Pandemic plan: How many HCWs will be home sick?

Software predicts pandemic absenteeism impact

To prepare for an influenza pandemic, you've counted your ventilators and calculated your patient surge, sought options to add bed space and assessed the capacity of the emergency department. But have you estimated how many of your employees will show up for work?

FluWorkLoss software from the Centers for Disease Control and Prevention in Atlanta enables hospitals to estimate employee absenteeism based on the severity and length of a pandemic. The default program is based on a moderate pandemic similar to the one in 1968, with a 15% to 35% clinical attack rate. To test the consequences of a more severe pandemic, software users can change the rate of deaths, hospitalizations and outpatient visits.

Employers create scenarios. How long with the pandemic last? A short time frame (four weeks) means a higher peak of absences; a longer pandemic (up to 12 weeks) means the illnesses will be spread out.

You can alter assumptions about how many days employees will be out of work with the flu or how long some might need to be hospitalized.

"We really do encourage you go in and play endless 'What if's?'" says Martin Meltzer, PhD, senior health economist at CDC. During seasonal flu, sick employees typically stay home less than one day. During a pandemic, they may be sicker and employers may want them home for 24 hours or more after symptoms subside, for a total absence of at least five days. "The employees and the employers can see the impact of these [scenarios]," he says.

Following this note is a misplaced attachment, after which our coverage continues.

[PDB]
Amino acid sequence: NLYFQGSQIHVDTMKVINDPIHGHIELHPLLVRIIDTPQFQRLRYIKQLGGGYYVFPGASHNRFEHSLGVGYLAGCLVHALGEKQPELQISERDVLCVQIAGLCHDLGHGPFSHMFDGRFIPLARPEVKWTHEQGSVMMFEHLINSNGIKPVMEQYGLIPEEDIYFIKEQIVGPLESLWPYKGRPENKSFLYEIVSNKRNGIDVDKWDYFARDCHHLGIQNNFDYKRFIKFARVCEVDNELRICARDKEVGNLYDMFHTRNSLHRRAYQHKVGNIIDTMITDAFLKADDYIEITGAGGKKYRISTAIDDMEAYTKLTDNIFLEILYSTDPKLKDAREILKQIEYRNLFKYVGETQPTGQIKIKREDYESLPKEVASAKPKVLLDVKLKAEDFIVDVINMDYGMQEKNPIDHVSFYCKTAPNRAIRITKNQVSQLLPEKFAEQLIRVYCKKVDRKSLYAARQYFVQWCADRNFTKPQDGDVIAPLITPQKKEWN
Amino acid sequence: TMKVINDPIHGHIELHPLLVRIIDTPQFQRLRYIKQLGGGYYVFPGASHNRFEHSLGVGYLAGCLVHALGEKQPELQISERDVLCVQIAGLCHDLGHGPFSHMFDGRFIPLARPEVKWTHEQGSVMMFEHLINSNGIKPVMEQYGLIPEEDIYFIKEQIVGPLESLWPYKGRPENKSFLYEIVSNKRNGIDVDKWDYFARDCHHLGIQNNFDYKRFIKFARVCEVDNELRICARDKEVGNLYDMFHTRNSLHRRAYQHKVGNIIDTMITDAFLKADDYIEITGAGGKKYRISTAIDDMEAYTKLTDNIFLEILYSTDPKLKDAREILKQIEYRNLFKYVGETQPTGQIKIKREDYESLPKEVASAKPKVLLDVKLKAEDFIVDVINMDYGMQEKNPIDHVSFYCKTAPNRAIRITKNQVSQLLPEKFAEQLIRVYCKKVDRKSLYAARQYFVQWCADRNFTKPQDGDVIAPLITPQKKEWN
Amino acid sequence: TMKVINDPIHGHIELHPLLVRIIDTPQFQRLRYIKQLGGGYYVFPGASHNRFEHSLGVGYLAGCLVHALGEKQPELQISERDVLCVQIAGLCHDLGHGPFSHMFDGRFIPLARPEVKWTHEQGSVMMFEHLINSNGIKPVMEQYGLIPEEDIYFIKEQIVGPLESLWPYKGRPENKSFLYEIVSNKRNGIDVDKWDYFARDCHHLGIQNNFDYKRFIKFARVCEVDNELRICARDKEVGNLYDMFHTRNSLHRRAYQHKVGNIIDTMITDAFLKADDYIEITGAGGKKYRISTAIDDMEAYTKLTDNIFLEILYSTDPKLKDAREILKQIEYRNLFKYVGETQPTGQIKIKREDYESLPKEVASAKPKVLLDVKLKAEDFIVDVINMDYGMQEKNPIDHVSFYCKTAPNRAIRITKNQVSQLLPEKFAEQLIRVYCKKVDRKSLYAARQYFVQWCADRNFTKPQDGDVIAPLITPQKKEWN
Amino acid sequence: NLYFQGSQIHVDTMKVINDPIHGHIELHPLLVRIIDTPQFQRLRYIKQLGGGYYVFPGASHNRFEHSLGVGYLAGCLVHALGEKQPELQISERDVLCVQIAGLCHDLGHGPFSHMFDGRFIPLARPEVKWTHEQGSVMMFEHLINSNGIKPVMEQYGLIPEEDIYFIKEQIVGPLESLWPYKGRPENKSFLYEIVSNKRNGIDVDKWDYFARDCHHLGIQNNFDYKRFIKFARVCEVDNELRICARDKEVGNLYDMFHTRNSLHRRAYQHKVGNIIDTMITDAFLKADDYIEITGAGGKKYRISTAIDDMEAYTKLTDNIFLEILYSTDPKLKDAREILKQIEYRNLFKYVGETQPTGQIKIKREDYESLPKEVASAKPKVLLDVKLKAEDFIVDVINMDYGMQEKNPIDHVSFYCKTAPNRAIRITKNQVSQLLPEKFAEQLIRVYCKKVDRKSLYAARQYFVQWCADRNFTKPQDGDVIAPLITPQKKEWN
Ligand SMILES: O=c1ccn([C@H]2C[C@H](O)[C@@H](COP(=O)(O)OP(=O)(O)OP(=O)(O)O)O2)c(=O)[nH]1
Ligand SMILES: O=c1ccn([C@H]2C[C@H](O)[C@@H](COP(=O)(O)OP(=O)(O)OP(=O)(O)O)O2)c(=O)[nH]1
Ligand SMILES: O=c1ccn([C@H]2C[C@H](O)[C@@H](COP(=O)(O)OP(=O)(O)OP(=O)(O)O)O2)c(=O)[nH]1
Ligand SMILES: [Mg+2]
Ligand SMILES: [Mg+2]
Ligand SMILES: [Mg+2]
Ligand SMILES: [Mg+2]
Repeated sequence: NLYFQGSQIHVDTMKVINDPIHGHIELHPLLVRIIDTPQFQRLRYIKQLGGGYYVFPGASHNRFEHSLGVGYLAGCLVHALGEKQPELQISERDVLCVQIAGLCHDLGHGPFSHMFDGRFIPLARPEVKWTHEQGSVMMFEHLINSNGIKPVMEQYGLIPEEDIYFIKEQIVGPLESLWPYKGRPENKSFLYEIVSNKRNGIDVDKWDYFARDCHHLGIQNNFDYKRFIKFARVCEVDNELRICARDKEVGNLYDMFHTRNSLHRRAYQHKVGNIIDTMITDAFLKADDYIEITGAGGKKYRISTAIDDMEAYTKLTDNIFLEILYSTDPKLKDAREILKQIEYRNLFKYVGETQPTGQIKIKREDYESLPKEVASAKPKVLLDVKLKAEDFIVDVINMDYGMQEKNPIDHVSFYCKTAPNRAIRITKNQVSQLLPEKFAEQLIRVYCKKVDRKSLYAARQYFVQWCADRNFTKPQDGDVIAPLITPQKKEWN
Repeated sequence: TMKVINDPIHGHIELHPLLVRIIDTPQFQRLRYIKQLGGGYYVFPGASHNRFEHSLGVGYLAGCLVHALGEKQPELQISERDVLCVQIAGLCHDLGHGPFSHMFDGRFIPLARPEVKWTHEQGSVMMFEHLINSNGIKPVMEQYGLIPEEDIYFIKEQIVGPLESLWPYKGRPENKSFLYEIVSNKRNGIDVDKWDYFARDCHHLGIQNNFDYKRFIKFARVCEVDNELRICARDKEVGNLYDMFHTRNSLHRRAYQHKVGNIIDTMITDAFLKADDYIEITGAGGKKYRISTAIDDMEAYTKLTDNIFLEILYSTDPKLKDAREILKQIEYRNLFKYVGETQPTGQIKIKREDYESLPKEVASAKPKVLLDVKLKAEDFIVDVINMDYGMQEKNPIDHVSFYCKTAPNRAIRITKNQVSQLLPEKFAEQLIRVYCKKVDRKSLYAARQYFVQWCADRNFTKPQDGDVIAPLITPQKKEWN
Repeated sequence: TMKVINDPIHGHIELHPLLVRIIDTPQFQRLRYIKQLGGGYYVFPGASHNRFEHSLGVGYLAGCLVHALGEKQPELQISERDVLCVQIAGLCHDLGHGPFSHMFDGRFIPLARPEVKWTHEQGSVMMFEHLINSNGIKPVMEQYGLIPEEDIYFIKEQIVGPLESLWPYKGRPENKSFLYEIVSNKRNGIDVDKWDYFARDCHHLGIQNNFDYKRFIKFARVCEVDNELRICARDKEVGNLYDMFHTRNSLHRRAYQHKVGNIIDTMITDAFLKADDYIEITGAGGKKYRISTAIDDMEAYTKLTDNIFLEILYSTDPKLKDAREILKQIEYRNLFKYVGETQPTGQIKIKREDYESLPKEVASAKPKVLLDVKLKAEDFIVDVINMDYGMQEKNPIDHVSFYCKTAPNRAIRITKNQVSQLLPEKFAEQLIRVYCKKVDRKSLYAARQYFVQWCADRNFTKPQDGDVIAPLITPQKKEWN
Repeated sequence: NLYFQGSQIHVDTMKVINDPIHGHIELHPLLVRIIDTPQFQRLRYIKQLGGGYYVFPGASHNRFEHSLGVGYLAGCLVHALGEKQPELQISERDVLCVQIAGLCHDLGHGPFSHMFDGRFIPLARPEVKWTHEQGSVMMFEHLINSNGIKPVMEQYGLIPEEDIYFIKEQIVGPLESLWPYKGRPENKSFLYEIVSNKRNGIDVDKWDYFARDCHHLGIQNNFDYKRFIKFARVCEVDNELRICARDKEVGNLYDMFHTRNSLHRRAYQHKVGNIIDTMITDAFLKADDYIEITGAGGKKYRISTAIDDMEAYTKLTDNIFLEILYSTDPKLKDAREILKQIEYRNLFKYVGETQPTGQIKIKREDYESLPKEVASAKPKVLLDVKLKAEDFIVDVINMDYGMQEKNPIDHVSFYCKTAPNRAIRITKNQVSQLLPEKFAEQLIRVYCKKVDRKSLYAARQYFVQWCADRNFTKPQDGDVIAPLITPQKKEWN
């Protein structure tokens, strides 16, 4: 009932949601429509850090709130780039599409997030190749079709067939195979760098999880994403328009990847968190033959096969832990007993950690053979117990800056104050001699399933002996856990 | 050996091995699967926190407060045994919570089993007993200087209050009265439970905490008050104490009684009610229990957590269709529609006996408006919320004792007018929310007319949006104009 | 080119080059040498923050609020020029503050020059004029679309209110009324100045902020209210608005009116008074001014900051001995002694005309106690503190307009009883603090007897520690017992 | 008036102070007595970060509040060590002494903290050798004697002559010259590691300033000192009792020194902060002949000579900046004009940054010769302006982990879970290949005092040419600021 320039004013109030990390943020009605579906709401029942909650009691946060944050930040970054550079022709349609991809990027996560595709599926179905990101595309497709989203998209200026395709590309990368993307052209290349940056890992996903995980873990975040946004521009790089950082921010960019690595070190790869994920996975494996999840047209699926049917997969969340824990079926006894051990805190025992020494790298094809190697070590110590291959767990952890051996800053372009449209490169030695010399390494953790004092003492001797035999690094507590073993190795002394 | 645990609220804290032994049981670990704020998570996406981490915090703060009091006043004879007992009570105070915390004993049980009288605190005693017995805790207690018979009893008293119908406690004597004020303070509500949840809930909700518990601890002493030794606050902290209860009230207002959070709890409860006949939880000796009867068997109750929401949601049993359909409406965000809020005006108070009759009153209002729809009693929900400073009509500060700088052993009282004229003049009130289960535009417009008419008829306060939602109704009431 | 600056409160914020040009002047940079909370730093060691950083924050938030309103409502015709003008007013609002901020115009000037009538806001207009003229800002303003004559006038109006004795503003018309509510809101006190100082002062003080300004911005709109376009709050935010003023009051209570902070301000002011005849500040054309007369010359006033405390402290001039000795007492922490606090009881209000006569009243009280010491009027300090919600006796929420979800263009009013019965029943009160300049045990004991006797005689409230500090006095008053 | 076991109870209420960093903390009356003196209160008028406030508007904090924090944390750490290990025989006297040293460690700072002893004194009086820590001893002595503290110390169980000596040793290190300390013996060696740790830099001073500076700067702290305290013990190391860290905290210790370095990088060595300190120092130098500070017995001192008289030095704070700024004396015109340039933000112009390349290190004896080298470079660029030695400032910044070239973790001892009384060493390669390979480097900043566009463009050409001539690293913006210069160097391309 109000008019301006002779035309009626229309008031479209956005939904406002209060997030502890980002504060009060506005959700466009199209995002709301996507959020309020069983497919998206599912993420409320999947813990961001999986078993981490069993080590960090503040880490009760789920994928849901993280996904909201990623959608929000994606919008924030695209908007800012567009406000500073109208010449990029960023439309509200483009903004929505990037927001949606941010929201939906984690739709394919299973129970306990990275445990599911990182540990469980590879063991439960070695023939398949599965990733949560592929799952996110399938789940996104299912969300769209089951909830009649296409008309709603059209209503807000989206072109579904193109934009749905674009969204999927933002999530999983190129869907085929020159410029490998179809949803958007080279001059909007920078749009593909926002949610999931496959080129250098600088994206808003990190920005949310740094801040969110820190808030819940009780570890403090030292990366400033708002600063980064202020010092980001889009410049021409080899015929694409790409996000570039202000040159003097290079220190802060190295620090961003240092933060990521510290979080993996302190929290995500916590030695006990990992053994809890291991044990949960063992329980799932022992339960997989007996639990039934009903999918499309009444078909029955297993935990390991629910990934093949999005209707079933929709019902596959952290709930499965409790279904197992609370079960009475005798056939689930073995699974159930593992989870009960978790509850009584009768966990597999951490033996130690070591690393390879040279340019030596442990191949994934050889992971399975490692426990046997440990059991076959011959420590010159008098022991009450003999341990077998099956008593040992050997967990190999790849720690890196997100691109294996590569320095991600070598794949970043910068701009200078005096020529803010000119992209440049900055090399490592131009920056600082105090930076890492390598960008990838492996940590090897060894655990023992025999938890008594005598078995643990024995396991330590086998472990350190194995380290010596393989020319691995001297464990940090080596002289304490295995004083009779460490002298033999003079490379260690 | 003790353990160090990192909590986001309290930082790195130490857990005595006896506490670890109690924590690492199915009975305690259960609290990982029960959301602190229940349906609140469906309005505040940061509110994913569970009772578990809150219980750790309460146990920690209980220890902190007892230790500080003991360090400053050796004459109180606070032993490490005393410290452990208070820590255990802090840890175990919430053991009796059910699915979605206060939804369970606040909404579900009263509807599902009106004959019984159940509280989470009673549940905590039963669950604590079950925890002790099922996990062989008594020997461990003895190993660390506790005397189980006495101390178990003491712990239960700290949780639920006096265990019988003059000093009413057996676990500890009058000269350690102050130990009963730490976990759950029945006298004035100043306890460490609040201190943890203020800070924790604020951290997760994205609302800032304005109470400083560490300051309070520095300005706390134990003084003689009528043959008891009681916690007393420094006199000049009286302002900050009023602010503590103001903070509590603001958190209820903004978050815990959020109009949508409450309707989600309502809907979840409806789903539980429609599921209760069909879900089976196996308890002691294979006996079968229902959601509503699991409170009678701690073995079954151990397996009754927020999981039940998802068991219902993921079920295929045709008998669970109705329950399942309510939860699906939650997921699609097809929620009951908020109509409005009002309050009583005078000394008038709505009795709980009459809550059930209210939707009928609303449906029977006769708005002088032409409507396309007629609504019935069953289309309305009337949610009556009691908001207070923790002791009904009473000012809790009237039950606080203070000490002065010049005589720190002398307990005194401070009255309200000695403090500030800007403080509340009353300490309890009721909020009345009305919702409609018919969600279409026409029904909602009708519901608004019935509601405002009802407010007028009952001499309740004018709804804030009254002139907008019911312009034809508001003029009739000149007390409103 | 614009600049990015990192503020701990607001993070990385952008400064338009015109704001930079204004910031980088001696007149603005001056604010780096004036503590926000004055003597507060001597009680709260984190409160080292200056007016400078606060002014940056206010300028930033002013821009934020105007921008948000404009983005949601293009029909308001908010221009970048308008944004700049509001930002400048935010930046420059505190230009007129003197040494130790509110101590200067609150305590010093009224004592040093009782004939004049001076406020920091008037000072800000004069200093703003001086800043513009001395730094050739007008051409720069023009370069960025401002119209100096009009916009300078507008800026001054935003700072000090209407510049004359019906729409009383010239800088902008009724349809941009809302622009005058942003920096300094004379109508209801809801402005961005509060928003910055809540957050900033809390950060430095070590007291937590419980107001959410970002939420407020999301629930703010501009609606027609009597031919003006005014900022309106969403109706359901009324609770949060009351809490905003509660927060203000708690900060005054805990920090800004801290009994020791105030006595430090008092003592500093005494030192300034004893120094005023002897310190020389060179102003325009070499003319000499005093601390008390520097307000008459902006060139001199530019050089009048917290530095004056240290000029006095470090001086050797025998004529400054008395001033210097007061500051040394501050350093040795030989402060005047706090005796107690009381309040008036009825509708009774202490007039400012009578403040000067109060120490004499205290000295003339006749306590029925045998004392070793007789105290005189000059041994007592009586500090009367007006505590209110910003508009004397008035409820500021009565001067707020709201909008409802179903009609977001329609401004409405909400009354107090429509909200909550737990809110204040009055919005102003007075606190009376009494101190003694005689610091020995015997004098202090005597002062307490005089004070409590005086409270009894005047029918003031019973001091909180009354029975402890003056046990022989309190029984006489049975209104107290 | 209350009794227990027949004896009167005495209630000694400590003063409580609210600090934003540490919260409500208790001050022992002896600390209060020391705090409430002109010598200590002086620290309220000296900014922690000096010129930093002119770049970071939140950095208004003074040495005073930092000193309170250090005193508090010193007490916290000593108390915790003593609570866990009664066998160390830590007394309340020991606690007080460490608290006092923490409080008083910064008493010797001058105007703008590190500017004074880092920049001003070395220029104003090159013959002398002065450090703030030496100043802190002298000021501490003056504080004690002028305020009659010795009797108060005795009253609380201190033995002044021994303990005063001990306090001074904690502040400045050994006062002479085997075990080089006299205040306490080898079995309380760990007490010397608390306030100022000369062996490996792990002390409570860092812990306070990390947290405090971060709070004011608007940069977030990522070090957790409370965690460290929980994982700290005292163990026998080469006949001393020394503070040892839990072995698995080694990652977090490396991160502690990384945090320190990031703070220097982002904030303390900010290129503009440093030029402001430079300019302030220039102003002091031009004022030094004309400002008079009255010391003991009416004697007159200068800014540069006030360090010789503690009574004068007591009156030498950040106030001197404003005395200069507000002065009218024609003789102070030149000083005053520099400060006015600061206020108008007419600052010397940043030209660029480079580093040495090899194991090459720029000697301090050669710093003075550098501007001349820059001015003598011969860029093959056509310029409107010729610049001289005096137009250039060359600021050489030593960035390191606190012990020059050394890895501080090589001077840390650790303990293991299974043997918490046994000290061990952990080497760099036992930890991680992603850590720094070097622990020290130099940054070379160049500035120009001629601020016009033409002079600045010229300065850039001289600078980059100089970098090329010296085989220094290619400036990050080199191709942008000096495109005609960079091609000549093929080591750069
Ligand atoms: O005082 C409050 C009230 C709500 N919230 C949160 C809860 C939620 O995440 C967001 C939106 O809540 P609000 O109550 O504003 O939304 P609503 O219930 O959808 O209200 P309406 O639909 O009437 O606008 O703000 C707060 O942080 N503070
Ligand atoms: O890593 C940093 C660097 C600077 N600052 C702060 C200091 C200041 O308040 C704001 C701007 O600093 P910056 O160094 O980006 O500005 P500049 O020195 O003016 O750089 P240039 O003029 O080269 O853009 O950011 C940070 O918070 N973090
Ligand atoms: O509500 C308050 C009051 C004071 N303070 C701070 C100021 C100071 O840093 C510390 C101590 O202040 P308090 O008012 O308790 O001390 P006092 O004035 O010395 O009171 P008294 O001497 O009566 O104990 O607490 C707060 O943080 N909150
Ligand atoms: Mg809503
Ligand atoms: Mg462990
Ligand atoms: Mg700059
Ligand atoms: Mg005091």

Employees also may stay home to care for ill family members or to take care of children who have been sent home as schools are closed. To estimate the impact of that, you may want to get some information on family caregiving responsibilities by identifying how many employees listed dependents on their health insurance or by conducting an anonymous survey, Meltzer advises.

The FluWorkLoss software includes a measure for "cohabiting" adults, who may need to take care of a spouse or partner. However, it doesn't account for employees who may not show up for work out of fear of contracting the illness. Surveys of health care workers indicate that 50% may be not show up because of fear of risk to themselves or their family members.1 Meltzer advises employers to add in a factor for that additional absenteeism.

While the software was based on data from previous pandemics, there are many unknowns and there's little data on how many days a worker might be absent while recovering from a pandemic strain of influenza or caring for a sick family member. For example, the software has a default value of 40 days to replace a health care worker who died from pandemic influenza. Users can change that to another value.

Despite its limitations, the software can be useful in providing a framework for various scenarios. "I hope people will start thinking of how they would replace [workers], how they would stretch out the force, what kind of cross-training they'll do," says Meltzer. "[They should consider] what are the most essential activities that need to carry on and what can be shut down."

(Editor's note: FluWorkLoss is available at


1. Qureshi KA, Gershon RRM, Staub T, et al. Healthcare workers' willingness to report to duty during catastrophic disasters. J Urban Health 2005; 82:378-388.